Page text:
I've heard it said before that while everyone else is running out of a burning building, that firefighters are running in. Do you get scared when you do it? I know I would. What kind of equipment do you wear to protect yourself?
I've never been to a firehouse before. What does the one where you work at look like? Do you have a pole? A TV? If you do have a TV, how do you and the other people on your crew agree on what to watch? What other things do you do on your down time when you are not out putting fires or helping people? Do you ever get bored while waiting for the alarms to go off? Are there women in the fire department? If there aren't, I think there should be. My mom always tells me that women can do anything men can do, and sometimes even better. I'll be waiting anxiously to hear your response on that question.
Do you have chores to do like I do? I have to make my bed every morning, and help with the dishes. How many people do you have on your crew? Do you ever get into arguments with your friends? My younger brother and sister, and I always argue. Mom and dad say we're like cats and dogs. Talking about dogs, do you have a dog at the station? My teacher says that a lot of stations do…Dalmatians mostly.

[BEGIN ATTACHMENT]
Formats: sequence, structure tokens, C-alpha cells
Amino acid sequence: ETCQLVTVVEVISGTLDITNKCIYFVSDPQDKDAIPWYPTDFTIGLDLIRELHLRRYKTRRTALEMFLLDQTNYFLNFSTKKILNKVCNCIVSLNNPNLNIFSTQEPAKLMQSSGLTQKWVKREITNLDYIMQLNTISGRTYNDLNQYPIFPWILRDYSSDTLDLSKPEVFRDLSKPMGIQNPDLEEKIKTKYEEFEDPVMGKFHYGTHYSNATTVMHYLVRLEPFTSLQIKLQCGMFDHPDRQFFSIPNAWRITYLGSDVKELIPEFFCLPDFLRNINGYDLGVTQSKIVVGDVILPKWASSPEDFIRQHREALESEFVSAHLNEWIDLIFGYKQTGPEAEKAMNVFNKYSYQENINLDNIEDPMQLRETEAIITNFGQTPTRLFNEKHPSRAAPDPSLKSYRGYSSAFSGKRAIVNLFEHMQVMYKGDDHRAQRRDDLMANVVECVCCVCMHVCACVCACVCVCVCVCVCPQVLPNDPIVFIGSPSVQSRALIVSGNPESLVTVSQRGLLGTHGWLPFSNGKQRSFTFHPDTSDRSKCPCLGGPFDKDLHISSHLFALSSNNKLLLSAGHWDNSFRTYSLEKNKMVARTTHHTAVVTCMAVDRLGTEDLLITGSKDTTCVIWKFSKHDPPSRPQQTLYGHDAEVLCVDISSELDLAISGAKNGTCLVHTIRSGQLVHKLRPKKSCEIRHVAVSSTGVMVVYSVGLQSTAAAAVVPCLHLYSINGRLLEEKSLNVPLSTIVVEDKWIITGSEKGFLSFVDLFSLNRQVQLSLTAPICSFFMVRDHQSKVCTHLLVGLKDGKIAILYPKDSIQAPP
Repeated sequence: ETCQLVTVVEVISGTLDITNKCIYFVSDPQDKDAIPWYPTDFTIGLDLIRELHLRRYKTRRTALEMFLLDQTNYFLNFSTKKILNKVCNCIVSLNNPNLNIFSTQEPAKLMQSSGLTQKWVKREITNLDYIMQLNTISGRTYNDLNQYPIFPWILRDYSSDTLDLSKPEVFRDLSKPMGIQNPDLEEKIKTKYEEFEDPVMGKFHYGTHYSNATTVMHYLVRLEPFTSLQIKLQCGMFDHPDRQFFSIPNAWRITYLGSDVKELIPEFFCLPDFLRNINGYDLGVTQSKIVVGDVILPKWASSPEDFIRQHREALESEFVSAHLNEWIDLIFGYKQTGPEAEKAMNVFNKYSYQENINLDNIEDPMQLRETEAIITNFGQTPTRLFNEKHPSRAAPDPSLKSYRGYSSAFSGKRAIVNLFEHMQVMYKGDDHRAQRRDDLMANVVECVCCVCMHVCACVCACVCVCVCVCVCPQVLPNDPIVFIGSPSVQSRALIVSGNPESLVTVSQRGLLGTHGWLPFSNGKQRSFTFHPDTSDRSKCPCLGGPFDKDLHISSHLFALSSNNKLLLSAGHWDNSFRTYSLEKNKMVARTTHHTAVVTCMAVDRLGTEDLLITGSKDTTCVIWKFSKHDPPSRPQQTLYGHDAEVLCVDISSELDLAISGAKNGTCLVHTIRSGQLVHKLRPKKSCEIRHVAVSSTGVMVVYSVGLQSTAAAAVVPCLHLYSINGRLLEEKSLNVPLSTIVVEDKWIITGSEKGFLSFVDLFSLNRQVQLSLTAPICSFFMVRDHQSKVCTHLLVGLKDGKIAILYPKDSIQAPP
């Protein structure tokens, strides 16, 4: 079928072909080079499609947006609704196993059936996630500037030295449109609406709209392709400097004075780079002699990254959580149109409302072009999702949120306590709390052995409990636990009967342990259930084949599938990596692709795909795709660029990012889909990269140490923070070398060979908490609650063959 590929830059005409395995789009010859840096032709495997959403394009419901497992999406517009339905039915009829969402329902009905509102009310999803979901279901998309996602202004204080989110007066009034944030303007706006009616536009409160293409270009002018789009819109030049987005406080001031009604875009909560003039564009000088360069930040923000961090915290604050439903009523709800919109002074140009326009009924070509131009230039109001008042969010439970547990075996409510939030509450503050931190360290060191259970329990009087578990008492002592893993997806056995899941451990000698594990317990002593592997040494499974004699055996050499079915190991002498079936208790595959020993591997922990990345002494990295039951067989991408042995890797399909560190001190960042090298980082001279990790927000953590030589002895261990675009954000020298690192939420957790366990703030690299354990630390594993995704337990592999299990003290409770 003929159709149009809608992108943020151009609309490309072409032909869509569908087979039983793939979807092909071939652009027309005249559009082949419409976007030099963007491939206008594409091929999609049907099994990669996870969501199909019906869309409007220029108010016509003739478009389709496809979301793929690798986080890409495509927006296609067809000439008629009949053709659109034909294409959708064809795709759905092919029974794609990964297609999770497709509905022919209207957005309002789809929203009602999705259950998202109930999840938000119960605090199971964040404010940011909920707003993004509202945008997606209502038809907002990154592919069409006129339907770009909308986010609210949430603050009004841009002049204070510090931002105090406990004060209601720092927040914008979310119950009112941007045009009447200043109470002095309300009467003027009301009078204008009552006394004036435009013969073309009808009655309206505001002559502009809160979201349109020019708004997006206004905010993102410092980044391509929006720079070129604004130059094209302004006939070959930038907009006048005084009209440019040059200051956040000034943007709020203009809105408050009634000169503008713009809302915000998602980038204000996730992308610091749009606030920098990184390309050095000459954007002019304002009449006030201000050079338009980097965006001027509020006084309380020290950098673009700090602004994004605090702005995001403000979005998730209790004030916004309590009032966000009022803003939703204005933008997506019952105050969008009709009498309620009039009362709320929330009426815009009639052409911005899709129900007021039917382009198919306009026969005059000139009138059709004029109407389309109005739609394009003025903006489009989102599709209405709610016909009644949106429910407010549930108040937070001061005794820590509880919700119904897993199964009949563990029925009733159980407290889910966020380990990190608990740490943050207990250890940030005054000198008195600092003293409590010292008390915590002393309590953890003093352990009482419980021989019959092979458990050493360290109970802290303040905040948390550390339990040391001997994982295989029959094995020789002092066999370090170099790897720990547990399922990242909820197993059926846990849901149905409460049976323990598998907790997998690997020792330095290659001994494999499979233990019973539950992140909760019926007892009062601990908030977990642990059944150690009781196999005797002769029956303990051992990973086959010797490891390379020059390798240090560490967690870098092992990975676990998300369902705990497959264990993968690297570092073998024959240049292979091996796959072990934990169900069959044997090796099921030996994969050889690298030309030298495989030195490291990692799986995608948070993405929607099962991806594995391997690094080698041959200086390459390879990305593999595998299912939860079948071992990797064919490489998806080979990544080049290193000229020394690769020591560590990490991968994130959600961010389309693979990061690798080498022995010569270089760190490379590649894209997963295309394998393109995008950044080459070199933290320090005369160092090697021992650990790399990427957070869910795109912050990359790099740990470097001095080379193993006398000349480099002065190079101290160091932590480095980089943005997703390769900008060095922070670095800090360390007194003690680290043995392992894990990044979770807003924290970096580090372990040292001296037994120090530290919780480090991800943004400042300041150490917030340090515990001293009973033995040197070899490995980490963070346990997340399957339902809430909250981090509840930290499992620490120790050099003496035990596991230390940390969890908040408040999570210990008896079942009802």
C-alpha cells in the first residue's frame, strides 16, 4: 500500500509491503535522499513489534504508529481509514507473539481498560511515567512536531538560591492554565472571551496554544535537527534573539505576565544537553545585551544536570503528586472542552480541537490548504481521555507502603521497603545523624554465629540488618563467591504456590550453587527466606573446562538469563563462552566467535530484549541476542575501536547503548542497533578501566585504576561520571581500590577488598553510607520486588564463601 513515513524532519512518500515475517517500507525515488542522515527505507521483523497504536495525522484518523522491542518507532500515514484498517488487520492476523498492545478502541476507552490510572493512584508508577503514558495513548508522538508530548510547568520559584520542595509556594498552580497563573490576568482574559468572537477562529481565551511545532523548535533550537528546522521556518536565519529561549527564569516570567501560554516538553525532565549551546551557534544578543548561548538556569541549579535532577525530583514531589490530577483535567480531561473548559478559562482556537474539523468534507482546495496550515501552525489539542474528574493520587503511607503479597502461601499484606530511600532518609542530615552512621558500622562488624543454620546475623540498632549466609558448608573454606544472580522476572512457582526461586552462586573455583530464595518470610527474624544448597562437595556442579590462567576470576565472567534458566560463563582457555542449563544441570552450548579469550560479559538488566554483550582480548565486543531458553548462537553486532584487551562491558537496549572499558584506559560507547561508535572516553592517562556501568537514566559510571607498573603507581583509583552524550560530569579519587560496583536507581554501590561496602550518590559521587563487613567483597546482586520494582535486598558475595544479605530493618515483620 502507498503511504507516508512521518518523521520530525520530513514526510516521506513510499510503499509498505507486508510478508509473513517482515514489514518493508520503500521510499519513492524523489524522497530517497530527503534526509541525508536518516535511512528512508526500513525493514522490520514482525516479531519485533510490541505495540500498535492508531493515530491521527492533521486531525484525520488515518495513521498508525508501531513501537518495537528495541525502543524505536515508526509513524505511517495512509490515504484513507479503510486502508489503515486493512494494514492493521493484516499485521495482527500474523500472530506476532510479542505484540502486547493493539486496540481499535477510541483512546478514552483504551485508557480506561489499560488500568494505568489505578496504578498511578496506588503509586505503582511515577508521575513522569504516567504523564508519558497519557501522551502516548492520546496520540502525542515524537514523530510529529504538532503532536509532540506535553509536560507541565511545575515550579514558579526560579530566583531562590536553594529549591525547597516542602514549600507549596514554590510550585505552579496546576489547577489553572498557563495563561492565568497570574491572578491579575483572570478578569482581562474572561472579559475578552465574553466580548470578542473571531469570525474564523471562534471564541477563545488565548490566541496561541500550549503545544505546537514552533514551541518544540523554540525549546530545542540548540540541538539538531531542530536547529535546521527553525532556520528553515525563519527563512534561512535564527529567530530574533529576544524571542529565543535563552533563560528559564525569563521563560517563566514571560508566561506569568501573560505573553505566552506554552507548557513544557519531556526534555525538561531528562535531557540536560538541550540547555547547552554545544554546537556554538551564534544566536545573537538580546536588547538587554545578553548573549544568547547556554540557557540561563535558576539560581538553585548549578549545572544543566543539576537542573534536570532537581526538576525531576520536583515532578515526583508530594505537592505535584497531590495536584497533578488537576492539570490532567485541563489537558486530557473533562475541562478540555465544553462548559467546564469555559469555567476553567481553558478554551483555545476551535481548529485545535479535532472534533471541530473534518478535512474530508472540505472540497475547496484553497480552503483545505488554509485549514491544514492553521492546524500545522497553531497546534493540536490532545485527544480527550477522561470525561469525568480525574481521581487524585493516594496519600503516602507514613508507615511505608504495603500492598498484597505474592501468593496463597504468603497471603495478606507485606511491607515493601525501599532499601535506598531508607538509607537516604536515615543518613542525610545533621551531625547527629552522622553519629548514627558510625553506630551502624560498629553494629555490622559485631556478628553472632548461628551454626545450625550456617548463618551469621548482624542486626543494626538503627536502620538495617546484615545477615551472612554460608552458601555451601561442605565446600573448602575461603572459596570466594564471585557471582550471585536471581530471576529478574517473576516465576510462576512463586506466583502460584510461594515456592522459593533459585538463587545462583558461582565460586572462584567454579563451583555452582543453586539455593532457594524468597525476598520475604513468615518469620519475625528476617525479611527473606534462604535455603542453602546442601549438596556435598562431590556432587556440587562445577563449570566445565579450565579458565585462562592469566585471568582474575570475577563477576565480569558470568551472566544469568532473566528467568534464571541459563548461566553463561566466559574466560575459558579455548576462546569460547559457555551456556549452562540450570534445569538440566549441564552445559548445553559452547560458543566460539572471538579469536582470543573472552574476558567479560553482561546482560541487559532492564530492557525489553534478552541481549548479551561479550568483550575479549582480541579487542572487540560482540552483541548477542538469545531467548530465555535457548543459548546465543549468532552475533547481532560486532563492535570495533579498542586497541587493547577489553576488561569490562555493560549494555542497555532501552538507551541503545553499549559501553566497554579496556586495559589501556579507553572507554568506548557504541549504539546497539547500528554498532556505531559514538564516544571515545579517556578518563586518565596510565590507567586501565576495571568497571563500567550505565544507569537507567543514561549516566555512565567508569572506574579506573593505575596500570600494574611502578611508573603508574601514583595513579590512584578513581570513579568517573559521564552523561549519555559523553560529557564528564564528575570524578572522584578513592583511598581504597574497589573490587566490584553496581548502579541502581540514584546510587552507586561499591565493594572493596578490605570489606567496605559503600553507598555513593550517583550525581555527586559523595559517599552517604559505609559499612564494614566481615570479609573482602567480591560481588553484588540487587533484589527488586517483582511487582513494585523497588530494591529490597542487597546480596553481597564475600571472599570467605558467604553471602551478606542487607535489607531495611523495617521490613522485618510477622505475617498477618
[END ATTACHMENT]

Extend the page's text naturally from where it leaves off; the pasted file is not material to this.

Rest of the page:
I know firefighters are supposed to be very brave, but do you ever cry when you try to help save someone and you can't? How do you deal with that? I guess some how you do, or else you wouldn't be able to keep doing your job, would you?
I guess that's all for now. I look forward to hearing about your job and life at the fire station. Please feel free to tell me about yourself and the rest of the crew.
Thanks for helping people.
After Roy finished reading the young girl's letter, the room was quiet, except for the gentle snoring of Henry the dog.